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Brazilin isolated from Caesalpinia sappan L. acts as a novel collagen receptor agonist in human platelets
- Equal contributors
1 Department of Anesthesiology, Shin Kong Wu Ho-Su Memorial Hospital, 95 Wen-Chang Rd, Taipei, 11101, Taiwan
2 School of Medicine, Fu-Jen Catholic University, 510 Zhong-Zheng Rd, Taipei, 24205, Taiwan
3 Division of Urology, Department of Surgery, Chi-Mei Medical Center, 901 Zhong-Hua Rd, Tainan, 71004, Taiwan
4 Department of Pharmacology, College of Medicine, Taipei Medical University, 250 Wu-Hsing St, Taipei, 11031, Taiwan
5 Graduate Institute Medical Sciences, College of Medicine, Taipei Medical University, 250 Wu-Hsing St, Taipei, 11031, Taiwan
6 Division of Pulmonary Medicine, Department of Internal Medicine, Taipei Medical University Hospital, 252 Wu-Hsing St, Taipei, 11031, Taiwan
7 School of Respiratory Therapy, College of Medicine, Taipei Medical University, 250 Wu-Hsing St, Taipei, 11031, Taiwan
8 Central Laboratory, Shin Kong Wu Ho-Su Memorial Hospital, 95 Wen-Chang Rd, Taipei, 11101, Taiwan
Journal of Biomedical Science 2013, 20:4 doi:10.1186/1423-0127-20-4Published: 25 January 2013
Brazilin, isolated from the heartwood of Caesalpinia sappan L., has been shown to possess multiple pharmacological properties.
In this study, platelet aggregation, flow cytometry, immunoblotting analysis, and electron spin resonance (ESR) spectrometry were used to investigate the effects of brazilin on platelet activation ex vivo. Moreover, fluorescein sodium-induced platelet thrombi of mesenteric microvessels was also used in in vivo study.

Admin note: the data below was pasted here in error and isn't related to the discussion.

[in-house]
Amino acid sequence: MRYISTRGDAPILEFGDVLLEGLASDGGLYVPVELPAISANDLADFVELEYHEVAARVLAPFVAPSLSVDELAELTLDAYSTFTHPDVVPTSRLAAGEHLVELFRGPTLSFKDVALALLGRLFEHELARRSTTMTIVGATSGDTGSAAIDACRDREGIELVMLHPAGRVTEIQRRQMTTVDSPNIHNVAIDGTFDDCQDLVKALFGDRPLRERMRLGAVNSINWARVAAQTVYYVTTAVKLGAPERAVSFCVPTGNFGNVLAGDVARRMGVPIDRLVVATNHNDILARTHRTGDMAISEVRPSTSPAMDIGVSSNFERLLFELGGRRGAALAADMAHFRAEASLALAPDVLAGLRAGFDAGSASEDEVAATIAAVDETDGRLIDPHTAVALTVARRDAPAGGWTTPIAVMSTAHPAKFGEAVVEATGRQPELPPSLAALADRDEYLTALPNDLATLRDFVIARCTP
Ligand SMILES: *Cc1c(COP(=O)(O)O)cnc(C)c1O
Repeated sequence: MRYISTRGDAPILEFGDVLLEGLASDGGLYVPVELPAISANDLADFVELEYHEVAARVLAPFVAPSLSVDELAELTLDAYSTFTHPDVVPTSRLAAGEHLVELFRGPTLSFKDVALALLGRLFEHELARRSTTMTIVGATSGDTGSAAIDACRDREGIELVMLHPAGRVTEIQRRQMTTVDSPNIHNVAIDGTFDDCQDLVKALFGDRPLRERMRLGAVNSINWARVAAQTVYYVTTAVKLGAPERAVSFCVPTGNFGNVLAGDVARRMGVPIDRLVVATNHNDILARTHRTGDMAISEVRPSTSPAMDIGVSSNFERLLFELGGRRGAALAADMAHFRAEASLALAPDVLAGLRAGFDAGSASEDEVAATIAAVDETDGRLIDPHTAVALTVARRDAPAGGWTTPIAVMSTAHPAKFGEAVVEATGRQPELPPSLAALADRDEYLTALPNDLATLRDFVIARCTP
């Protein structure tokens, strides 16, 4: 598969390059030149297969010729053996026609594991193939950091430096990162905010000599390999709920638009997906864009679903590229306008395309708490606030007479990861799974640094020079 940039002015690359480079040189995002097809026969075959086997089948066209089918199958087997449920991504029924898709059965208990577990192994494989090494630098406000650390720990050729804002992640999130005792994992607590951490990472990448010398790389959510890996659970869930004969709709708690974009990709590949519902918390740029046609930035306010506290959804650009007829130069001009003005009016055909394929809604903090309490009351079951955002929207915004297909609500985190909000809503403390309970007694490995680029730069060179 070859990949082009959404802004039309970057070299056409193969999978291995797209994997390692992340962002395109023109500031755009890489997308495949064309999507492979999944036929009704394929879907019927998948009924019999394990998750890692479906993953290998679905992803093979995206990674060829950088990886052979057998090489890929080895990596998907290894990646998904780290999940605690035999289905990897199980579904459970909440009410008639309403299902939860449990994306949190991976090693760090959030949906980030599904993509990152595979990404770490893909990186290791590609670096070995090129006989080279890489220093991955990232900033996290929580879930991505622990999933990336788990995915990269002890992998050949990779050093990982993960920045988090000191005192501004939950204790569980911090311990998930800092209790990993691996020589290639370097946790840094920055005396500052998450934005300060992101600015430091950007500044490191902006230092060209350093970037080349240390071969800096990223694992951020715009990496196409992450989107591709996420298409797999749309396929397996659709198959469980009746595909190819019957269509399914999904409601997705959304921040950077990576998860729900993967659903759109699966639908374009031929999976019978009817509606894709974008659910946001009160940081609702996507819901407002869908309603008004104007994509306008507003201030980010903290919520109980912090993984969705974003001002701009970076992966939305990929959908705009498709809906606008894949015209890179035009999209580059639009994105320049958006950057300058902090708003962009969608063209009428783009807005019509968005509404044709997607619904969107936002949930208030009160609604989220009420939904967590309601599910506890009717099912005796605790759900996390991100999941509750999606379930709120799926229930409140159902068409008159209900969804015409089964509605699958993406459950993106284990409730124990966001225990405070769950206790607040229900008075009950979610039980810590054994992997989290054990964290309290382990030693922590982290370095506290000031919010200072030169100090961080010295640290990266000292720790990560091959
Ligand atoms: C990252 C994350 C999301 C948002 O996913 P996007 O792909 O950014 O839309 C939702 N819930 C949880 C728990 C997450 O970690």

We demonstrated that relatively low concentrations of brazilin (1 to 10 μM) potentiated platelet aggregation induced by collagen (0.1 μg/ml) in washed human platelets. Higher concentrations of brazilin (20 to 50 μM) directly triggered platelet aggregation. Brazilin-mediated platelet aggregation was slightly inhibited by ATP (an antagonist of ADP). It was not inhibited by yohimbine (an antagonist of epinephrine), by SCH79797 (an antagonist of thrombin protease-activated receptor [PAR] 1), or by tcY-NH2 (an antagonist of PAR 4). Brazilin did not significantly affect FITC-triflavin binding to the integrin αIIbβ3 in platelet suspensions. Pretreatment of the platelets with caffeic acid phenethyl ester (an antagonist of collagen receptors) or JAQ1 and Sam.G4 monoclonal antibodies raised against collagen receptor glycoprotein VI and integrin α2β1, respectively, abolished platelet aggregation stimulated by collagen or brazilin. The immunoblotting analysis showed that brazilin stimulated the phosphorylation of phospholipase C (PLC)γ2 and Lyn, which were significantly attenuated in the presence of JAQ1 and Sam.G4. In addition, brazilin did not significantly trigger hydroxyl radical formation in ESR analysis. An in vivo mouse study showed that brazilin treatment (2 and 4 mg/kg) significantly shortened the occlusion time for platelet plug formation in mesenteric venules.
To the best of our knowledge, this study provides the first evidence that brazilin acts a novel collagen receptor agonist. Brazilin is a plant-based natural product, may offer therapeutic potential as intended anti-thrombotic agents for targeting of collagen receptors or to be used a useful tool for the study of detailed mechanisms in collagen receptors-mediated platelet activation.